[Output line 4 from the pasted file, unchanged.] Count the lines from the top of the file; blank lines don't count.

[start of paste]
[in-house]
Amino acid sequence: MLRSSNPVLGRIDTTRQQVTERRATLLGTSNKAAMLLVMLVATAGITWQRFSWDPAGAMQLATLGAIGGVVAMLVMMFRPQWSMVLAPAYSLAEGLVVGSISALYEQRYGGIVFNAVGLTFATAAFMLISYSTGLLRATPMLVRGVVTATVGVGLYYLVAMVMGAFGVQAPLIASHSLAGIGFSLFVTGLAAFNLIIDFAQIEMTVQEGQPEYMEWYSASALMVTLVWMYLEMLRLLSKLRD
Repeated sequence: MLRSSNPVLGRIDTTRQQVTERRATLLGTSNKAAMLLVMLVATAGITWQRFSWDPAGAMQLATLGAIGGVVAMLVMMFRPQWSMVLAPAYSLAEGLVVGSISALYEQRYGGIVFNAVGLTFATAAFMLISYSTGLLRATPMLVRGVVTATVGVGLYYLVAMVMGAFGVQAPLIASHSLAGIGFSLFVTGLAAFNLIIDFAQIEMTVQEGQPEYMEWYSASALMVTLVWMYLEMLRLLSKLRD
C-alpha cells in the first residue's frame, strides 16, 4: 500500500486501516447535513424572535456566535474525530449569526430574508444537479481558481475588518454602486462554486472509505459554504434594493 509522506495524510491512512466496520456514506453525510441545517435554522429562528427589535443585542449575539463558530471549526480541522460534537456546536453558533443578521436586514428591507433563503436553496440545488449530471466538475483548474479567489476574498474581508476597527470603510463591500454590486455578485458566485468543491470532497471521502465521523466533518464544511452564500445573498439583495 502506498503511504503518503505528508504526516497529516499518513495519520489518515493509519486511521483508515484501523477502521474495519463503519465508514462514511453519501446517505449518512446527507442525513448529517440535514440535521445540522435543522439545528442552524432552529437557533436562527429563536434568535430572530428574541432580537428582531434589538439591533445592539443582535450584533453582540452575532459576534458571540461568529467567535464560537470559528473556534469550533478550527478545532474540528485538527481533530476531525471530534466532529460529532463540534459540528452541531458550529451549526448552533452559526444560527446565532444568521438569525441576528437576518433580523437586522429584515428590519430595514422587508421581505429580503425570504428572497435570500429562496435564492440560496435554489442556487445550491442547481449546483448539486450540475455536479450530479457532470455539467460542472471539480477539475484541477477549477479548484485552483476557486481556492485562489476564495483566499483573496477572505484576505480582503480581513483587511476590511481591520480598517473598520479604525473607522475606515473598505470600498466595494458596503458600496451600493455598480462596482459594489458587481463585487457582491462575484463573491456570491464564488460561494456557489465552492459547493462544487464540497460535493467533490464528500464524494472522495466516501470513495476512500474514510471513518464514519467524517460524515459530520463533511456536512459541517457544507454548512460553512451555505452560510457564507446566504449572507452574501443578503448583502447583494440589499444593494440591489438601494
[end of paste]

C-alpha cells in the first residue's frame, strides 16, 4: 500500500486501516447535513424572535456566535474525530449569526430574508444537479481558481475588518454602486462554486472509505459554504434594493 509522506495524510491512512466496520456514506453525510441545517435554522429562528427589535443585542449575539463558530471549526480541522460534537456546536453558533443578521436586514428591507433563503436553496440545488449530471466538475483548474479567489476574498474581508476597527470603510463591500454590486455578485458566485468543491470532497471521502465521523466533518464544511452564500445573498439583495 502506498503511504503518503505528508504526516497529516499518513495519520489518515493509519486511521483508515484501523477502521474495519463503519465508514462514511453519501446517505449518512446527507442525513448529517440535514440535521445540522435543522439545528442552524432552529437557533436562527429563536434568535430572530428574541432580537428582531434589538439591533445592539443582535450584533453582540452575532459576534458571540461568529467567535464560537470559528473556534469550533478550527478545532474540528485538527481533530476531525471530534466532529460529532463540534459540528452541531458550529451549526448552533452559526444560527446565532444568521438569525441576528437576518433580523437586522429584515428590519430595514422587508421581505429580503425570504428572497435570500429562496435564492440560496435554489442556487445550491442547481449546483448539486450540475455536479450530479457532470455539467460542472471539480477539475484541477477549477479548484485552483476557486481556492485562489476564495483566499483573496477572505484576505480582503480581513483587511476590511481591520480598517473598520479604525473607522475606515473598505470600498466595494458596503458600496451600493455598480462596482459594489458587481463585487457582491462575484463573491456570491464564488460561494456557489465552492459547493462544487464540497460535493467533490464528500464524494472522495466516501470513495476512500474514510471513518464514519467524517460524515459530520463533511456536512459541517457544507454548512460553512451555505452560510457564507446566504449572507452574501443578503448583502447583494440589499444593494440591489438601494